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Winter Is For Garden Planning

Winter Is For Garden Planning

By Home Garden Seed Association
Photographs courtesy of Home Garden Seed Association

If you were super organized, you would have taken notes at the end of the garden season, and your seeds would be stored in optimal conditions. What to do when would be obvious. But if, like most of us, you only start thinking of the current year's garden when the new catalogs start to arrive, an organization plan can help! 

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Wrap seeds in moist paper towels. Check them after the number of days specified on the seed packet. If germination is less than 50%, buy new seed.

Gardening, Month by Month

January and February

Sort through your stock of seeds from previous years. In most cases, you'll want to discard any that are more than two years old, or at least do a germination test to make sure the seeds are still viable. Some seeds, notably onions and parsley, should be bought fresh each year. 

March 

Draw a rough garden plan, a visual that will help you see which vegetable and flower varieties you will have space to plant. Be sure to include flowers and annual herbs in your vegetable plot to attract beneficial insects. 

Plan for succession. For example, tomatoes can follow a radish planting. A fall kale planting can use the same space as a row of spring lettuce.

Order seeds. That's the fun part!

Don't forget cover crops. Even in small gardens, buckwheat, oats, and rye act as soil builders when used to cover what would otherwise be bare soil during summer or winter dormant periods.

Your planting zone will determine the best time to start seeds indoors. Don't rush it! In much of the country, warm season crops such as tomatoes and eggplants don't need to be started until April. Whatever your location, gather your seed starting supplies—a quality soil mix, grow lights, pots, liquid fertilizer, a spray bottle—so you'll be ready. A heat mat is helpful also.

Build a cold frame. It can be as simple as a 12-inch high bottomless box covered by a sheet of plastic.

This is the time to direct sow cool season plants such as peas and spinach in cold winter regions, but only if the soil is workable.

Do a soil squeeze test: squeeze a handful of soil into a ball and drop it. If it breaks apart, the soil is dry enough for planting.

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April

Move cool season transplants out to a cold frame, if you have one. If not, you can "harden them off" by bringing them outdoors in above-freezing weather.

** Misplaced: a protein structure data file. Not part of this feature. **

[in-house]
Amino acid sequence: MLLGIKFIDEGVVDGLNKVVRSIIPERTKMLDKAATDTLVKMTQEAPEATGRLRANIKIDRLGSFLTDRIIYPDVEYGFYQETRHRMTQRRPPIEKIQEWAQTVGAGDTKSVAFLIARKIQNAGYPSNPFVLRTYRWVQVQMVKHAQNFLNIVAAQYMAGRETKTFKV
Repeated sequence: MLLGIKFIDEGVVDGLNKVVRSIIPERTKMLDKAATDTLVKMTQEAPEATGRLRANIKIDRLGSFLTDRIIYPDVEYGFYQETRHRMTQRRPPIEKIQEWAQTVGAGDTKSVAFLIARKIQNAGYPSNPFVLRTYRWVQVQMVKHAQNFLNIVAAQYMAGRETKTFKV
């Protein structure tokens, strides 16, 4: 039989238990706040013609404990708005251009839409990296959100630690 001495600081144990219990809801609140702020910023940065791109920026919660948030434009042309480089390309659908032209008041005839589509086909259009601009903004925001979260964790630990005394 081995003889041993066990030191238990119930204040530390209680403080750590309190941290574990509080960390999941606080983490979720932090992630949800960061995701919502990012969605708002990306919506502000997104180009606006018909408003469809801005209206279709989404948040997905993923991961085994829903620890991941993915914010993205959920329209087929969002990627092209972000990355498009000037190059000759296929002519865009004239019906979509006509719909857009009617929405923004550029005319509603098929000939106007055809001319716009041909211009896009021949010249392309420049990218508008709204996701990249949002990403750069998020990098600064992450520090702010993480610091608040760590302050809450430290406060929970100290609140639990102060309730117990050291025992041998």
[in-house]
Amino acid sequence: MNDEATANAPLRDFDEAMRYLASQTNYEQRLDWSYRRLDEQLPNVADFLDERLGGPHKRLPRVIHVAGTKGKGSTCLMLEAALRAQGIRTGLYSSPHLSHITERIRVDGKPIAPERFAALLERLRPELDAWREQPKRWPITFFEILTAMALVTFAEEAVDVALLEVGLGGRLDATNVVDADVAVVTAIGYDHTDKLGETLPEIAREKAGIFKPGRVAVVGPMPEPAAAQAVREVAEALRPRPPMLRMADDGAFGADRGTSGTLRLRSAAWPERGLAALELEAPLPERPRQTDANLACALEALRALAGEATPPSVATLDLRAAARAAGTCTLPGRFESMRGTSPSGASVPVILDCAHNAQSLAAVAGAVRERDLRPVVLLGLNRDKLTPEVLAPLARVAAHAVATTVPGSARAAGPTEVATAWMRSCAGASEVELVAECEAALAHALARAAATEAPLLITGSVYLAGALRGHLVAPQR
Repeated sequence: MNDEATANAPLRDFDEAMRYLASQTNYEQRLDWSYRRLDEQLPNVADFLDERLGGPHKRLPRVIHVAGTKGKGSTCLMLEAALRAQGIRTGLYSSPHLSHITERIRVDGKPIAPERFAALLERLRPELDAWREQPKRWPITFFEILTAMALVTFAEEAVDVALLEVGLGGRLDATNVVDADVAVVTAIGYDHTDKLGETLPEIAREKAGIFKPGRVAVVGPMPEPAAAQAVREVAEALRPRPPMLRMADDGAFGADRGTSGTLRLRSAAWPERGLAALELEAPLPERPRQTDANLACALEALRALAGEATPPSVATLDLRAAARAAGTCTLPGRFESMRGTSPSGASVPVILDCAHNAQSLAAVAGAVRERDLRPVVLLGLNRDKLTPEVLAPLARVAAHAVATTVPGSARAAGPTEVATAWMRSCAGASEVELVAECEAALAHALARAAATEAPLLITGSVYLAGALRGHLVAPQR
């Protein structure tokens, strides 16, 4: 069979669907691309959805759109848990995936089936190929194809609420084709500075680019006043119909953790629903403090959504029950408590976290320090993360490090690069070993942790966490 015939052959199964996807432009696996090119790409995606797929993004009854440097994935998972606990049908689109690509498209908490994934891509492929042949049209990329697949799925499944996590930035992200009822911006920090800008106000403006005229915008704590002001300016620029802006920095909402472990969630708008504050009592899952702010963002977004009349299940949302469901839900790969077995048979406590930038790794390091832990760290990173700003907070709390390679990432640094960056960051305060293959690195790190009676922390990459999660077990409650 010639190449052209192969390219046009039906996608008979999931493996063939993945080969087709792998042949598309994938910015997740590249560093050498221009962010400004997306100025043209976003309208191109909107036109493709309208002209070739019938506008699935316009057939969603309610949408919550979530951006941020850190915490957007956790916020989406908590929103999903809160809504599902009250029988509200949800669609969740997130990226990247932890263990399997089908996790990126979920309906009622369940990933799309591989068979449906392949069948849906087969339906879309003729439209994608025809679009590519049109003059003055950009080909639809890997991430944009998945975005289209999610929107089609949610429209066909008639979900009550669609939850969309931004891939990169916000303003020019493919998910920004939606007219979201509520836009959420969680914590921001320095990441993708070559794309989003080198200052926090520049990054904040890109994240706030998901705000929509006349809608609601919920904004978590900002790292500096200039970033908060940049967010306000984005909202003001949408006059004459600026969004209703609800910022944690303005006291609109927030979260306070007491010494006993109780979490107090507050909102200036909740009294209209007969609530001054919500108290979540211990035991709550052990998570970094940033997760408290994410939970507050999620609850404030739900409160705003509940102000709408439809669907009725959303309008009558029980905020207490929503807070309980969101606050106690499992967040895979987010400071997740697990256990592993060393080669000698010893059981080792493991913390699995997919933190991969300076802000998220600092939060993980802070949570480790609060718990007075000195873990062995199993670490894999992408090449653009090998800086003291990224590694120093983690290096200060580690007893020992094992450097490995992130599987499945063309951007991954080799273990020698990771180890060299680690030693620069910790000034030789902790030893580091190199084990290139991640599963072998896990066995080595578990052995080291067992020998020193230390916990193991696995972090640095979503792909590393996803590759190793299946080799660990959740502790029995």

Many plants can be transplanted or sown in the garden even before the last frost. These include lettuce, broccoli, kale, and arugula. 

Keep on top of cool season weeds. They're notorious self-sowers!

If you planted a winter cover crop, cut it back before it develops seed heads, then turn it under. Wait two weeks before direct sowing in beds that have been planted in a cover crop.

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Plant zinnias to attract butterflies to your garden.

May

Plant warm season crops such as tomatoes, peppers, basil, and squash outdoors when nights are consistently above 50°F (10°C).

Plant lots of flowers.

Mulch between rows, using straw, wood chips, pine needles, or whatever you have access to. Permanent planting rows or beds are best, as the soil will remain uncompacted.

Gather stakes, cages, and trellises. The best time to support tall plants is before they need it. 

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Basil does double duty: the leaves flavor your foods, and the flowers attract pollinators. 

June, July, August, September

Weed, harvest, plant. Plant a crop of fall greens in late August. 

Enjoy the insect activity on your flowers. Keep an eye out for beneficial predators, such as syrphid flies, lady beetles, and lacewings. Note which flowers attract the most pollinators.

Keep notes on your garden. Which varieties did well? Which disappointed?

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In many regions, spinach seeds can be planted in fall too, and mulched over the winter. They'll start to regrow in spring, when the days lengthen.

October, November, December 

Pull out diseased plants.

Plant garlic.

Plant a winter cover crop in empty garden beds. 

Draw next year's garden plan, while this year's successes and failures are fresh in your mind. Rotate your crops from year to year. Keep a file of your garden plans.


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